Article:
My Committee also called for a mechanism for Assembly Members to be able to register formally their views on legislation passing through Parliament that directly affects the Welsh Assembly's remit. After our last meeting with the National Assembly's Panel of Chairs, the Presiding Officer of the Assembly and I sent a joint letter to the Procedure Committee, reinforcing the support of both the Welsh Affairs Committee and the Panel of Chairs for formal joint working, which the Procedure Committee is now considering. The Committee also gave evidence to that effect to the Richard Commission, which I understand is to report in the near future. The Committee looks forward to hearing Lord Richard's views on the issue.
Finally, on a personal note linked to this inquiry, I reiterate a previous request that Members of the National Assembly be given reciprocal passes for admission to the House of Commons, a courtesy currently extended to Members of our House when visiting the National Assembly in Cardiff bay.
The other major inquiry undertaken by the Welsh Affairs Committee related to the empowerment of children and young people in Wales. It focused on political participation; citizenship and active communities; diversity; youth justice; the United Nations convention on the rights of the child; and the relationship between the National Assembly for Wales and Westminster on policy development. In total, we held eight oral evidence sessions and took evidence in Wales on three occasions during the course of the inquiry.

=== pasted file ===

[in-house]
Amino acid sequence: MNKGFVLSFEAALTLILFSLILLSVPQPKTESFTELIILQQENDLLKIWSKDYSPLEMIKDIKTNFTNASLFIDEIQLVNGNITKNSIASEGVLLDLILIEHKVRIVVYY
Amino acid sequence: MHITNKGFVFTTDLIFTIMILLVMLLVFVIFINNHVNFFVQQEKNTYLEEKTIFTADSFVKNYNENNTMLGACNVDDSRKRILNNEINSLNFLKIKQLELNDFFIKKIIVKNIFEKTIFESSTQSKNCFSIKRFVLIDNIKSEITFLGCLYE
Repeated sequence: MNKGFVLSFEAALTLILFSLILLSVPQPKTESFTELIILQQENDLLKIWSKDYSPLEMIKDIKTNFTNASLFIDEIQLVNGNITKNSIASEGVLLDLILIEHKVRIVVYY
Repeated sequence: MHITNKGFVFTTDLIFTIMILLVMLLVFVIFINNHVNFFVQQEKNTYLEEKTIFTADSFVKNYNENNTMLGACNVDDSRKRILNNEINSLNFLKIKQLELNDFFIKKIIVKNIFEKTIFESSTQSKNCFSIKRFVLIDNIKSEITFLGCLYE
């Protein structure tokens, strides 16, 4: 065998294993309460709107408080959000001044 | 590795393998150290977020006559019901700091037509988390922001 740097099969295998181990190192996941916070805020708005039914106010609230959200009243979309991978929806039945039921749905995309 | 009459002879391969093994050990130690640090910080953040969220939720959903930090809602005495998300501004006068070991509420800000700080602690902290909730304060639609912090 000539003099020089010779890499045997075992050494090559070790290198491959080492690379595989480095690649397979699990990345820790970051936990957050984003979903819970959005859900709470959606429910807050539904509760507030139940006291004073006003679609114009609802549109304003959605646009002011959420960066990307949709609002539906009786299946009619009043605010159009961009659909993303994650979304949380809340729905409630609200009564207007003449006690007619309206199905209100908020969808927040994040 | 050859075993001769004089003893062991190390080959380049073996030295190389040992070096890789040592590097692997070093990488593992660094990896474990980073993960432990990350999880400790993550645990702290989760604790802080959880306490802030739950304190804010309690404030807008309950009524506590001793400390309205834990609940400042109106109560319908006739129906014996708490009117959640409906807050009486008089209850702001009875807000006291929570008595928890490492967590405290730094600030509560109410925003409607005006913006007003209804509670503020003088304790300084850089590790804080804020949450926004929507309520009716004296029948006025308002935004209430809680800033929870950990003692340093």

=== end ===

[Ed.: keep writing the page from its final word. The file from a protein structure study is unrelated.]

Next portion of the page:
Throughout the inquiry, the Committee held informal meetings with young people from across Wales, and it took formal evidence from young people on two occasionsfrom sixth-formers at Pantycelyn school and from the Welsh Youth Assembly, otherwise known as Funky Dragon. Young people also attended evidence sessions alongside adult witnesses as representatives of organisations directly involved with children and young people.
Incidentally, right hon. and hon. Members will be pleased to know that when we took evidence from representatives of Funky Dragon in this House they made parliamentary history, as it was the first time a witness had given evidence in the Welsh language to a Select Committee in the House itself.
In summary, one of the report's major conclusions was that the current limits of the remit of the Children's Commissioner for Wales do not best serve the interests of Welsh children and young people. The Committee therefore recommended that the commissioner's powers be extended to cover all non-devolved matters, and a suitable vehicle for that change could be the Bill to establish a children's commissioner for England.
The Welsh Affairs Committee is engaged in a wide-ranging inquiry into manufacturing and trade in Wales. It has taken evidence on three occasions and has a full programme of evidence sessions to complete in the next few months.